The Courier News from Blytheville, Arkansas on October 16, 1954 · Page 3
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The Courier News from Blytheville, Arkansas · Page 3

Blytheville, Arkansas
Issue Date:
Saturday, October 16, 1954
Page 3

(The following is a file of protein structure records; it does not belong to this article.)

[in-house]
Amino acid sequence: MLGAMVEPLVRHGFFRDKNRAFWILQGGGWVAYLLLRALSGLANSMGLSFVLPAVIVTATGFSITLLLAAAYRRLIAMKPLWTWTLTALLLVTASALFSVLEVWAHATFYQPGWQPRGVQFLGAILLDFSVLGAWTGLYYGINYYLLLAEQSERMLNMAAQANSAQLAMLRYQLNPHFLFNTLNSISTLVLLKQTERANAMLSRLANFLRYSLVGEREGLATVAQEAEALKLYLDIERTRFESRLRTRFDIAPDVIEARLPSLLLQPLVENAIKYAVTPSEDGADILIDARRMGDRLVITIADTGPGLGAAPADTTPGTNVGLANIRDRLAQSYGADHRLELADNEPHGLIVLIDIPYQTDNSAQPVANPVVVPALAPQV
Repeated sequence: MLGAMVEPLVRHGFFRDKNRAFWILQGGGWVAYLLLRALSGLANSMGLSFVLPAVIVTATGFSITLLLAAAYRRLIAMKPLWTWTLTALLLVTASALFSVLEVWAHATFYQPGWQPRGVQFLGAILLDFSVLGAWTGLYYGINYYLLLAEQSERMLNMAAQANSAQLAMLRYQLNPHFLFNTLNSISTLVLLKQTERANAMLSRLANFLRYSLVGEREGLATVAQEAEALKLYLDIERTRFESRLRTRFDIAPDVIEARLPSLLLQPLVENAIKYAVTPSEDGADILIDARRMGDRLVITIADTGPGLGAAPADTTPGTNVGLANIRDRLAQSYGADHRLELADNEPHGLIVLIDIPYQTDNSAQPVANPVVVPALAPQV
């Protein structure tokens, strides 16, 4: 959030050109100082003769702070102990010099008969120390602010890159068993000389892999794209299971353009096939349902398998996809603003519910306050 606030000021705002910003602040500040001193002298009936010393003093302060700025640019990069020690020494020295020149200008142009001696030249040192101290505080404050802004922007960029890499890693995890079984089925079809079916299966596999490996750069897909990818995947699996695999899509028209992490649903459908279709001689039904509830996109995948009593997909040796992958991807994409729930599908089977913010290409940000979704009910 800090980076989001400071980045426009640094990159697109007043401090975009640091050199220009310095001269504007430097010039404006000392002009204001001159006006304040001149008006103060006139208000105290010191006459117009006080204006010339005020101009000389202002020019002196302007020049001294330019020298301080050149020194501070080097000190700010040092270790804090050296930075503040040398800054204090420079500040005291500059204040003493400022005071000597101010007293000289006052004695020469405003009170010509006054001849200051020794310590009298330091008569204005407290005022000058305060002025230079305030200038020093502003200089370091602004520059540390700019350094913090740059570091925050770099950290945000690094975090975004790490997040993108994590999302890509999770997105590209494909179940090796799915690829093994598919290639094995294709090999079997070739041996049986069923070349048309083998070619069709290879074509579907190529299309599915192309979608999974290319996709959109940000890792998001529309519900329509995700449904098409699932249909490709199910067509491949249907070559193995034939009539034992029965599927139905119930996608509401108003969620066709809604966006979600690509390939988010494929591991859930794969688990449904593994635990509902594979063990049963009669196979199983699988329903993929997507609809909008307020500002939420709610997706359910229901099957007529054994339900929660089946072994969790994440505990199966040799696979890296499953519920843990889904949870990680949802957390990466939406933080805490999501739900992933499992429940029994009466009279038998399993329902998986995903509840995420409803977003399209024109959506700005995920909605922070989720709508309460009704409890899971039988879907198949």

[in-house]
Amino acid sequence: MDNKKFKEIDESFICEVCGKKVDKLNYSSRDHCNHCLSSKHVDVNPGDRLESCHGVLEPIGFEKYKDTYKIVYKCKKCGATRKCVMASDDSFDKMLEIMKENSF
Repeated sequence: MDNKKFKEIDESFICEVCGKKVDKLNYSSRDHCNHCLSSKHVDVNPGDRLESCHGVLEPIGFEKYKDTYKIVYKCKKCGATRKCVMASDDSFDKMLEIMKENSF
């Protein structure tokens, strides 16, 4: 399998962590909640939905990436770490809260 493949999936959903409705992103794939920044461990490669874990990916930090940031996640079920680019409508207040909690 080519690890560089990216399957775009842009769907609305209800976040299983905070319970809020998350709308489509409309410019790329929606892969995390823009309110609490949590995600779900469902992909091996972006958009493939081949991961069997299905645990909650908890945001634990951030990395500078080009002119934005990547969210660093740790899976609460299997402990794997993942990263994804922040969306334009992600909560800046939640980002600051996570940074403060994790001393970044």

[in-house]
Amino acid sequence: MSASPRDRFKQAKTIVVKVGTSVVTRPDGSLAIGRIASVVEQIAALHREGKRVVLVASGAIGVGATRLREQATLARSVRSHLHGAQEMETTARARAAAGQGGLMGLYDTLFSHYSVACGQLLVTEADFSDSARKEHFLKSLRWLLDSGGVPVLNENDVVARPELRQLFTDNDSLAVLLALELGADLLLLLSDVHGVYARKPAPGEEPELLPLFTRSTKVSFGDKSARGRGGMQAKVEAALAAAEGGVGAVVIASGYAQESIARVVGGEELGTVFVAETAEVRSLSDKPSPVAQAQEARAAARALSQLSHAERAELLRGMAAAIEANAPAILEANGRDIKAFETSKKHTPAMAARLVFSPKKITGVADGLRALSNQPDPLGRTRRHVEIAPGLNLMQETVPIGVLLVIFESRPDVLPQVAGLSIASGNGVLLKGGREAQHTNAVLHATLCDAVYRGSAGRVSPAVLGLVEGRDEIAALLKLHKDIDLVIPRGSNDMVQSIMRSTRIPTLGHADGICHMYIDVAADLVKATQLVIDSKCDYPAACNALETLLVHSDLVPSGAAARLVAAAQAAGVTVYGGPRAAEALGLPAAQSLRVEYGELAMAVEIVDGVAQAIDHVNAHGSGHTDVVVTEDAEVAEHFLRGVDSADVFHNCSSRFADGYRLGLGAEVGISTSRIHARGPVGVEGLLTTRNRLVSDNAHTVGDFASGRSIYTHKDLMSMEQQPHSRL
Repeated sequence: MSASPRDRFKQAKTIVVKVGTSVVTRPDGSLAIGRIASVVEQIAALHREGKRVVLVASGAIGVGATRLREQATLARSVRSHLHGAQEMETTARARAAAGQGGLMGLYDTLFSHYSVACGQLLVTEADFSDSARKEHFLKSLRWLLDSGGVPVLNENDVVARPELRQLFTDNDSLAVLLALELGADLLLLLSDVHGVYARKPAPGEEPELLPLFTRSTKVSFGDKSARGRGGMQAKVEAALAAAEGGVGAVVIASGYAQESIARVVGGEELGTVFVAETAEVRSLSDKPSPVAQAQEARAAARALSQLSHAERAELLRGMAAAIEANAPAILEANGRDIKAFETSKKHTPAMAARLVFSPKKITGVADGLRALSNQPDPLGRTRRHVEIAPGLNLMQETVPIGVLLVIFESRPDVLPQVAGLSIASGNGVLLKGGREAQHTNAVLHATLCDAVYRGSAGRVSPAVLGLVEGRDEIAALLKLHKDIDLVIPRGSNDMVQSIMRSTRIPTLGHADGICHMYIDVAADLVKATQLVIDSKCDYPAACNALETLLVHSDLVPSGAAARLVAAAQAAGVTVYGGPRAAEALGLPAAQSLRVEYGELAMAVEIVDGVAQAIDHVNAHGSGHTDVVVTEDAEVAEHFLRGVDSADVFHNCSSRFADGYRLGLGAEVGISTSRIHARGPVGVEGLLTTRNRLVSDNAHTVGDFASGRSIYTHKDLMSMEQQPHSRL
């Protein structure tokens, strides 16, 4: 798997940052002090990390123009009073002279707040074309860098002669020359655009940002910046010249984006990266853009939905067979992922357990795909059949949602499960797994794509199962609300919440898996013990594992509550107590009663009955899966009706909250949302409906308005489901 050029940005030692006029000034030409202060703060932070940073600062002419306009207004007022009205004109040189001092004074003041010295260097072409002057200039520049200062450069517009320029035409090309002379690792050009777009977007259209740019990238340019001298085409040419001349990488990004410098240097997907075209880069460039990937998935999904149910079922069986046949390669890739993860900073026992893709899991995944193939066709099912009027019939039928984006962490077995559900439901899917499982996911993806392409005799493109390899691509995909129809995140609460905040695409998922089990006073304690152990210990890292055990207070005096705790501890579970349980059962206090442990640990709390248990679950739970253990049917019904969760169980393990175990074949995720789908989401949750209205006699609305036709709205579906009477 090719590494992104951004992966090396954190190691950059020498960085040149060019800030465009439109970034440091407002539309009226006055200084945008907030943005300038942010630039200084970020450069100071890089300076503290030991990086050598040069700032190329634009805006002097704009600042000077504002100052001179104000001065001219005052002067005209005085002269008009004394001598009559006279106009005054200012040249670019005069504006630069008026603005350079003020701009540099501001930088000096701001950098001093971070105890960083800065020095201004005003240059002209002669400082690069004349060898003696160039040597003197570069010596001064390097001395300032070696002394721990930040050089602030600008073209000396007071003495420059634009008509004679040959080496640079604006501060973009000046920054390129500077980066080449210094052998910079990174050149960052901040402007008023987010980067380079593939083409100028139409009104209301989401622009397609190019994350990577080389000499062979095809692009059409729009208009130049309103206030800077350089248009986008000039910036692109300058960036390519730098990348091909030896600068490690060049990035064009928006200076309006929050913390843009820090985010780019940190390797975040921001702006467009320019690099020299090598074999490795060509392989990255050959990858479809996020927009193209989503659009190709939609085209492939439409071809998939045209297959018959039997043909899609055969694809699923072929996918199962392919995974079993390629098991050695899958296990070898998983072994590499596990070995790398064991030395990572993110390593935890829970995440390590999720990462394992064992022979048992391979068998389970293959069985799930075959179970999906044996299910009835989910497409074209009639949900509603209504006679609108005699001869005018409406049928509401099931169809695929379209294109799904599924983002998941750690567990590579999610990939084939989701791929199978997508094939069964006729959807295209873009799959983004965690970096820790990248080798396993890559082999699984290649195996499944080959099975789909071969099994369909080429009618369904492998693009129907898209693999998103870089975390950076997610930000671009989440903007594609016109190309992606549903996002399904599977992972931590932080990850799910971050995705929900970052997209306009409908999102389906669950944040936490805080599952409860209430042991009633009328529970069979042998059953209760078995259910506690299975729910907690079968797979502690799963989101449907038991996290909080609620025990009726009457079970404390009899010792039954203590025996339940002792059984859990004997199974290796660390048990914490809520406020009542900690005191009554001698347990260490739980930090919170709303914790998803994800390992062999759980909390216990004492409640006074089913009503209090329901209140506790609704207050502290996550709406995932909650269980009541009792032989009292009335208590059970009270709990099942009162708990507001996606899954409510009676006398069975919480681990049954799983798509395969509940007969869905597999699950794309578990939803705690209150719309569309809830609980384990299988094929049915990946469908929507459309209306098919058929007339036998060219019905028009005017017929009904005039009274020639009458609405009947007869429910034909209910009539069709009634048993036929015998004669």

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SATURDAY, OCTOBER 16,1954 BLYTHEVILLE (ARK.) COURIER NEWS PAGB THRU PUZZLES THINGS TO DO STORIES Fun With Colors-Use Crayons, Fill Numbered Areas Evenly Fun Project [--Some Good Games for Apple Season BY IDA M. PARDUE APPLES—sweet and crunchy —are in abundance in October. Whether you plan a party for Apple Week (the last in October) or just wish to use lots of apples for Halloween. Here are games in keeping with the theme: PAIRING APPLES: U«e the pattern to cut one apple, out of green, yellow or red construction paper, for each person. Jlg-Mw each apple into two odd shapes. Cut each apple differently so there are no pieces Just alike. Place half of. each ap- ple in a small box or bowl on a table at one end of a room. Make up two teams. Pass out the rest of the paper halves to the players. At the word go a player from each team races to find the other half of his or her apple. As soon as a player pairs an apple, he races back to touch the next player in line, who repeats. The team to finish first, wins. JOHNNY APPLESEED: Pass out scratch paper and pencils. The player who can turn in the longest list of apple varieties in one minute wins the title of Johnny Appleseed. There are jover 1000 varieties of appjes grown; any encyclopedia will furnish a long list but here are some of the most popular: Russet, Baldwin, Gravenstein, Delicious, Northern Spy, Rome Beauty, Winesap, Bellflower, Newton, Pippin, Jonathan, Grimes, King. BOXING APPLES: From a pattern, cut 4 apples out of. thin tissue paper. Stand a small, empty box (not over 8 inches square) at one end of B table. Players take turns trying to box the apples from the opposite end of the table. Each player tosses all 4 apples. Score 1 point. {or tach apple boxed. Have someone keep score. The player boxing the most apples wins the game. PASS THE APPLE: This is for two teams. Teams form two rows facing each other. Give everyone a teaspoon— and an apple to the first player of each team. At the starling signal the apple is placed in the spoon and passed in this way— from spoon to spoon—down the line and back. No hands may be used. If an apple is dropped, it must be picked up with the spoon only. The team finishing first, wins. Let's Have a Party I -Get Ready for Halloween BY IDA M. PARDUE NOW 18 the time to start thinking about what you'll wear lor Halloween. This little quiz will help you decide, perhaps. It will sharpen your mind at tht same time. You'll also find some other hints here for Halloween games and favors. Wear these clothes—and you can attend the Halloween masquerade as one of the famous people named below. Which? Can you match them up correctly? 1. farthingale Sir Walter Raleigh J. sombrero Pavlova 3. war bonnet Queen Elizabeth 4. coonskin cap Buffalo Bill fj. toga Joseph (Bible) 6. smock and beret Henry VIII 7. sheet Pancho Villa 8. cloak Chief Sitting Bull 9. ballet slippers Daniel Boone 10. coat of many colors Mahatma Ghandi 11. ruff Rembrandt 12. buckskin Julius Caesar ANSWERS: 1—Queen Elizabeth. 2—Pancho Villa. 3—Chief Sitting Bull. 4 — Daniel Boone. 5—Julius Caesar. 6—Rembrandt 7—Mahatma Ghandi. 8—Sir Walter Raleigh. 9—Pavlova. 10— Joseph. 11 —Henry VIII. 12— Buffalo Bill. * • * For a Halloween place card fold a 3-inch square of orange construction paper in half. With the pointed end of a toothpick, punch two small holes as shown in sketch, to hold the broomstick. For each broom, you'll need a toothpick and a 2-inch square of black crepe paper. Just gather one end of the crepe paper around the pointed end of the toothpick. Tie tightly with a piece of green yarn, without a PLACErCAZP HOLES TO HOLP 8KOOMS7/6K AfSOL/tJP TOOTHPICK AfJO 7/S-O WITH bow. Insert broom handle through the two holes in the place card and write a guest's name across each place card. • • • Gay table favors for a Halloween party are these lollipop pumpkin blossoms. Each one needs just a penny lollipop, a circle of orange crepe paper and a bit of green yarn or twine. For a circle pattern, use the top of t teacup. Poke a hole through the center of a circle with the lollipop stick. Insert lollipop. Gather paper on the underside of the candy and tie tightly with yarn or twine. * * * Play this fall game with two real pumpkins, or two cans of pumpkin. Make up two teams. Teams stand back of a starting line at one end of a room. Place a chair as a goal at the opposite end. Hand a real pumpkin to the first player in each line. At the word go, players place their pumpkins on the starting line and roll them across the floor, around the chair, and back to the next player. The team to finish first, wins. —Here's a Good Joke on the Teacher BY HAROLD GLUCK A Teacher AT PRESENT, teaching geography is not a very difficult task for this teacher. I say to little Marie, "Show me where France is on the map." Marie arises from her seat and goes to the front of the room. She takes the pointer and shows the class the location of that country. If the-children want to ask me any questions about any city, country or continent on this world, I am prepared to give them the correct answer. After teaching for a period of years, this teacher has learned the kinds of questions that his students will ask and has the answers at the tip of his fingers. So I can boast with lots of pride, "Go ahead and ask me any question in geography in this world." But confidentially speaking, I am terribly scared. Because my students are talking about space ships,, What will happen when our first expedition to the moon lands and sends back reports? Then one of the students will say to me, "Teacher, where is Moon City?" And I'll be stuck. I don't know the answer. Then another student will say to me, "What arc the three leading products they raise on' the planet Mars?" It really is going to b« a tough job for one teacher to know all about geography in the days to come when students will have to study galactic geography instead of just plain world geography. Instead of one round globe in the room I probably will have to have a couple of thousand of them. And when I point to one little globe and remark, "Now on the planet Venus, there are three important cities" — know what scares me? Little Ann who sits in the third seat of the fourth row will very gently remark to me: "Oh, teacher, you made a terrible mistake. By about a couple of trillion miles. That Isn't Venus you are showing the clasi but Asteroid X2." Shame on me, for little Ann Is right. Maybe my principal .will send for me and tell me the good news. "Next Saturday you are going to take your class for a trip, to the star C-17A. We have hired a space ship for the occasion." That may be wonderful. Neither teacher nor the students know anything about Star C-17A. At least we can all be ignorant together, until we get there. Maybe I ought to quit teaching and retire as soon as the first space ships land someplace, somewhere, in outer space. I am getting t w« bit too old to learn about the things we will have to know in school tomorrow—or 50 year* from today. Pen Palsl-Capt. Hal Offers You New Friends Dear Captain Hal, I'm a girl 11 years old and in the seventh grade. I would like to have many pen pals from all the states write and tell me all • bout their slates. I collect buttons. Ruth Ann Mills R. R. 1, Box 112 Straughn, Ind. • • • Dear Captain Hal, I am 14 years old. I have dark brown ryes, b' ck hair in ft '. -lop •lyle. four brothers ind two sisters arc all I have. My sport is baseball. Frank M. Pedraza 742 Cheyenne St. Corpus Christi, Tex. • • • Dear Captain Hal, I am 11 years old. My hobby is getting birds' nests. My sports are swimming and baseball. Russell Hurlburt 14 Defiance St. Ticonderoga, N. Y. • • • Dear Captain Hal, I am eight years old. I have reddish-brown hair and broWn eyes. My hobbies art playing with paper dolls and playing jacks. Linda Sue Hanson 2320 Sixteenth Avt. Gulfport, Miss. D«ar Captain Hal, I am a boy nine years old. My favorite sport Is playing baseball. I would like pen pals between nine and 10. Richard J. KlcinschniiiJt , Route 4 Brainerd, Mini. Dear Captain Hal, I am 11 years old, with brownish blond hair. I am five feet tall and weigh 94 pounds. I promist to answer every letter I |et. Gerald Sales 222 Hickory St.' Farmington, Mo. General Delivery i So Right Freddie told his Dad he knew what would t» < food thing to have if you were lost in the wood*. When his Dad questioned him bi ifiA, "A loud vgio»." Puzzle Pete's Corner: Good Manners For Bus Riders BY IRMA HEGEL D O you give up your seat for a cripple, an old person or a mother with a baby? O UTSIDE the bu», itand to the right of the door in order that people may alight without meeting you head- on. Y OU should, on entering a bus, move promptly to the rear. 0 VERHEAD straps are grasped firmly. No one wants an unexpected lap-sitter. V MBRELLAS are held so they do not drip on others. R EAD your own magazine or - newspaper and not the one hold by the passenger beside you. . 1 NFORMATION on bus schedules saves unnecessary waiting at the stops. D ECIDE when you are getting off, a full block from your destination. E ATING on a bus is in bad taste. T ORN candy wrappers and wads of chewing gum are not left on scats. H OCKEY sticks, unprotected skate blades, batons and sharp objects should be carried shielded in order not to injure others. E XACT change for the fare is appreciated by your bm driver. B UNDLES belong on your lap. The empty scat beside you is for another passenger. U NGRACIOUS manners advertise the offender. Don't advertise yours! S NEEZES and coughs should be covered by a handkerchief. E TIQUETTE docs not demand that a fare should be paid by anyone chance-meeting another at a stop. S TEPPED on are the feet sprawled in the aisles—and rightly so. ot Nto Yiriotr OKOSfiWOUD ACROSS 1 Stitch 4 Girl'i n&m* T Againit 8 Bird's horn* 10 Irish iu«l 11 Shift 12 Symbol lor tellurium 13 Hasten 15 Three-toed sloth 16 Doctors (ab) 17 Hypothetical structural unit 19 Soak flax 20 Egyptian sun god 22 Ancient Irish capital 24 Ellipsoidal 26 Flat-bottomed boat 27 Rave 28 Editors fnb.) 28 Station (ab.) DOWN 1 To cut 2 Greek letter ADD-A-GRAM Add a letter to "an alcoholic drink" and scramble for "a circle"; repeat procedure and have "cereal grass"; again and have "classification"; and once move for "thankless one." WACKY COMPASS 1 RetirM 4 Those who Invert 5 Scottish river 8 On the ocean 7 Qualified 9 Three times (comb, form) 14 Anger 17 Belongs to it 18 Fish 20 Genus of frogi ai Altitud. (ab.) 23 Baton 25 Huge tub, TRIANGLK This time Puzzle Pete has hung his triangle from a DREAMER. The second word it "paused"; third "compound ether"; fourth "solnr disk"; fifth is French for "sea"; and sixth an abbreviation for "editor." DREAMER R E A M X R nE-TAlI,TNGS Dc-UII "• bowling tarm" fend hav* "a mast"; de-tail this ant! havt "health resort"; one* more and havt in abbreviation for "Spanish." 1. Print your name the sameuiayonZpieces of WRITING WER 2 in. wide ROBERT ROBERT 2. FOLD 1 STRIP IN HALF THE LONG WAY WITH YOUR NAME INSIDE... 3.THEN.FOLDiriM)A!!NCH. SQUARE WUHAN ACCORDION FOLD. Football Zoo BX JAY WORTHINGTON Many college football teams have adopted the name of an animal for a nickname or mascot. Listed below are 12 animals In the football zoo, and a second list of the colleges with which each is identified. See if you can match the correct animal with its college, using the space in front of each animal to jot down the proper number. I.Michigan —Badger 2. Tex. Christian—Wolfpack 3. California —Tiger 4. Princeton —Wolverine 5. Maryland —Mustang 6. Minnesota —Panther 7. Fordham •—Horned Frog 8. Rice —Ham 9. No. Car. State—Terrapin 10. Wisconsin —Gopher II Sou. Methodist—Bear 12. Pittsburgh —Owl THU5,THEIUraiR.C»HNOT HEAR HIS OWU RATTLE ,ANDTHE.COBM GWNOT TAKE H6 RHYTHM F^OM THE SIWKE5Gf«ft«£R'S MUSK?, PaT fKOM THE 5//A Yl W6 OF THE Tioj6 WERE ogseevep w FAR< BACK M 3!iOO Yfc4K5 MQ, WILLtVtNSWIM E ISMNPTO AM OTHER, IH 5BARO4 W 4FOLDTHESECONDPIECEIN HALF THE LONG WAY AND GLUE THE FOLDED SQUARE TO IT LIKE THIS. WHMMLPIKK ARE MWW RICH r HAND, H0it> WEM African Allies A strange, but not uncommon, sight to see on some African prairie is a herd of zchras and antelopes together with a flock of ostriches. This is because they are banding together for mutual protection against their common foe, the lion. The zebras and antelopes with their keen scent and the ostriches with their «harp eyes form a perfect alarm system for the detection of their enemy. Puzzle Answers CROSSWORD: £> A N P & T e 1 D T A & C, t S T A R O D w 1 T H D R A W 9 1 R ~ 1 N V e 5 T O f? S 0 k & V A T A s r e K A 1 R A A L W T A ADD-A-GRAM: Gin, ring, grain, rating, in- grale. WACKY COMPASS: Plow deep while sluggards sleep. DE-TAILINGS; Spare, spar, >pa, 3p. TRIANGLE: DREAMER 1 RESTED ISTER ATEN MER ED R FOOTBALL .ZOO: BADGER (10) Wisconsin. WOLFPACK (9) North Carolini ittto. TIGER (4) Princeton, WOLVERINE (1) Michigan. MUSTANG (11) Southern Methodist. PANTHER (1?) Pittsburgh. HORNED FROG (2) Ttxai Chriitlan. RAM (7) Fordhim. TERRAPIN (5) Maryland. GOPHER (8) MlnnesoU. BEAR (3) C»lifornli. OWL (8) IUM. Play Magic Tricks With Numbers Baffle Arithmetic Class With Skill TWO BOYS were working out difficult arithmetic problem! hen one said to the other: "Did you ever try adding before you know what all the numbers in your column are going to be?" "Why, nobody can do that," replied his friend. "How .could you tell what the answer would be?" 'Easily enough," said the first speaker. "Now we will writ* down five' numbers. You writ* two of them first, and then I will write one, and then you may write the fourth, and I will writt the last. And I will put down the sum of all the numbers, after you hav» put down th« first two." .So the friend put down th« first two numbers of tut sat given below: 46785 35749 64250 34507 05432 ' Then the first boy sold, "Well, the answer this tlm« will b« 246708." Then he put down th* third line of figures, and the other boy wrote the fourth,' and the first boy wrote tin last. But the friend of this wizard hastened to add the numbers, «nd, sure enough, the answer was correct. "How did. you do that?" «kt4 the surprised boy, "Don't you wish you could add that way?" laughed 1 hk friend.' "There is some trick about H," said the puzzled boy. "Lit me try It." So ho wrote down th« first two numbers in th« nt given below: 4a.1 1)09 518 472 627 "The answer to this problem will be 2997," announced the "wizard," Then he wrote the third number, his friend tht fourth, and he the fifth. And adding the numbers gave tht same total as hud been given. "I think I believe I know how it Is done," cried the friend. "Well, show me," said tho wizard. "Let me see if I can put down the answer when someone elst writes three of the numbers," and he called his sister. After two or three trials h« did it as quickly and as accurately as the wizard had done it. As you can discover by carefully examining the problems, the trick is simple enough. In the first example notice that tha \vi/ard got his total In advance merely by placing a 2 in front of the first digit of his friend's first number and by subtracting 2 from its lust digit. In putting down the third lumber, the wizard used digits that, if added to the digits of the second row, directly above, would in each case make 9. Thus the sum of the second and the third number would ba 90999. After the friend put down the fourth line the wizard again used digits that, if added to the digits directly above them in the fourth line, would in each case make 9. In the second e.^iniple the wizard varied the method, to make it appear more difficult. He got the result by using the second lino, and then he made the difiits of the first and third lines total 999. The fourth and fifth lines he treated in the same way as he had treated the fourth and the fifth numbers of the first example. In order to avoid the possibility of error when you try this trick it i:t a good plan to maka the rule that all the numbers of the column must have the same number of digits. Just remember that In getting your sum add a 2 in front and subtract 2 from the last digit. Colonies Are Few Today, there arc only thre« European, countries that still own colonial possessions In the Western Hemisphere. They are Kng- land, France and Holland. Besides various Islands which they hold, «ach one owns a piece ot ut in South America. .